The class leader with a 69.902 percent after the Intermediate II, Alice Tarjan and Candescent (Christ–Farina, Falkenstern II), fell down to eighth place in the Developing Grand Prix with a 63.875 percent after multiple bobbles in the canter tour. The 8-year-old Hanoverian mare, who was bred in Germany by Willi Helms, earned an overall score of 66.286 percent to end up with the reserve championship ribbon. Tarjan originally purchased the expressive mare as a jumper prospect until she noticed her talent for collected upper-level work, and she is looking forward to continue to develop her consistency in the ring.
Jumping from seventh place to finish the division in third place with an overall score of 65.078 percent was finance professional, Amy Lewis of Lemont, Illinois, and Sir Steinerman (Stedinger–Donabella, Don Primero). Lewis’ 10-year-old Oldenburg gelding received a 64.069 percent in the Intermediate II and placed second with a 65.75 percent in the Developing Grand Prix. Bred in the U.S., the pair won the award for the highest scoring American bred horse in the division.
FROM THE WINNER’S CIRCLE
Craig Stanley – Markel/USEF Young Horse 6-Year-Old Dressage National Champion
On being a national champion:
“It’s very surreal to think that I would even have the chance to have a horse good enough to achieve this and to personally achieve this. Obviously, you need a lot of help along the way. There’s a team of people that are involved in achieving this. I have a picture of [Habanero CWS] as an embryo and I actually pulled him out of the mare myself so it’s been a long journey. It’s exceeded all of my expectations; I thought his mom was pretty good but somehow he’s better.”
On the judge’s comments:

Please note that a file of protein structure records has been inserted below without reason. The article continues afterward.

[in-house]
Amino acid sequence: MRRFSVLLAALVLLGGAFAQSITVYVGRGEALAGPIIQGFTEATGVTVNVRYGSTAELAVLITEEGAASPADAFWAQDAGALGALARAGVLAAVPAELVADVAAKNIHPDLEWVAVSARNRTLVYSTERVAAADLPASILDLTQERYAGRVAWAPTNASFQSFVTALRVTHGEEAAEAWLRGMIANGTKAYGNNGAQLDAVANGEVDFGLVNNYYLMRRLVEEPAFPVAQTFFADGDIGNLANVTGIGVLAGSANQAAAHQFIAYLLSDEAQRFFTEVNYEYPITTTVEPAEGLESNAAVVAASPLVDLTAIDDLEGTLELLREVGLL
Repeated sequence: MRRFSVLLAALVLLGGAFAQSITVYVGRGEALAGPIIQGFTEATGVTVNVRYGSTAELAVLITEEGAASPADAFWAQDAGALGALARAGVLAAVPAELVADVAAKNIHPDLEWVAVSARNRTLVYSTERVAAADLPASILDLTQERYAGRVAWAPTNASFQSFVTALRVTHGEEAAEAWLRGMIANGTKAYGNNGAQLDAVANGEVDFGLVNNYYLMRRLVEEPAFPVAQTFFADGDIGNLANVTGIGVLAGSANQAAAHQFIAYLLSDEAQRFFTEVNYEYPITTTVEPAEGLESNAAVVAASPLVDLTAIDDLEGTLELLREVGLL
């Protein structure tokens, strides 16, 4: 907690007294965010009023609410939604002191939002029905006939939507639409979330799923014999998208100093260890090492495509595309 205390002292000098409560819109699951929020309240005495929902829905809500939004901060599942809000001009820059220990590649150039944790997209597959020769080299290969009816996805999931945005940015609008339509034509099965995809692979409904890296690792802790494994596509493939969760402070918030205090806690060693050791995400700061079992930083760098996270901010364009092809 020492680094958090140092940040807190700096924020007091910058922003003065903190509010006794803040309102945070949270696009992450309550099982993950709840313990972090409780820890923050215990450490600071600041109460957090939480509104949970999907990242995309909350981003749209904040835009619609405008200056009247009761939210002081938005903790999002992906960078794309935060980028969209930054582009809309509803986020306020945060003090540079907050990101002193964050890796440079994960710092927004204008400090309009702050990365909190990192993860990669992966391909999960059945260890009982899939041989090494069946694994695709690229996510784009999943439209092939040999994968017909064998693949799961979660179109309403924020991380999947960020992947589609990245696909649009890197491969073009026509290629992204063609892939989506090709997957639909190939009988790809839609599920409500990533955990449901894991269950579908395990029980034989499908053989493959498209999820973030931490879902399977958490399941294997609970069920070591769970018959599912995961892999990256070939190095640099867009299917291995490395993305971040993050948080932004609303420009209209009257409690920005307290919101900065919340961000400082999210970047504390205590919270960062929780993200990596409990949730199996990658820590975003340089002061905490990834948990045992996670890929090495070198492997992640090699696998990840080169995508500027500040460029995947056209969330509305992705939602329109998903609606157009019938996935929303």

“I’m not going to disagree with anything! The one for me was the word harmony. Regardless of how much you can make them dance and such if someone is watching and their impression of it is harmony between horse and rider that is majorly special.”
Angela Jackson – Markel/USEF Young Horse 6-Year-Old Dressage National Reserve Champion
On how the horse has developed and becoming reserve champion:
“Last year he was more immature; he was very lanky, tall, and long-legged. I think the winter really put some weight on him and let him mature mentally as well. He was just not quite ready to handle it all last year even though right now he still had a little moment but he was just excited. I think he has developed really nicely. I really put my work into connection and I think that paid off. The connection paid off.”
On the judge’s comments:
“I think for me that was also the highlight; to see that they pointed out the harmony between horse and rider and that for me is always what I strive for. To have that come across here really made it special.”
On what’s next:
“We’re doing a Third Level Freestyle and then we’ll see if we qualify to go to US Finals. The goal for me is to work towards Prix St. Georges to see where he will be as a 7-year-old — that’s always a guessing game. That’s the goal but eventually, the owner would like to compete and show him I just have him for his juvenile exploring years. I’m really thankful that Julie Cook the owner is allowing me to bring this horse along.”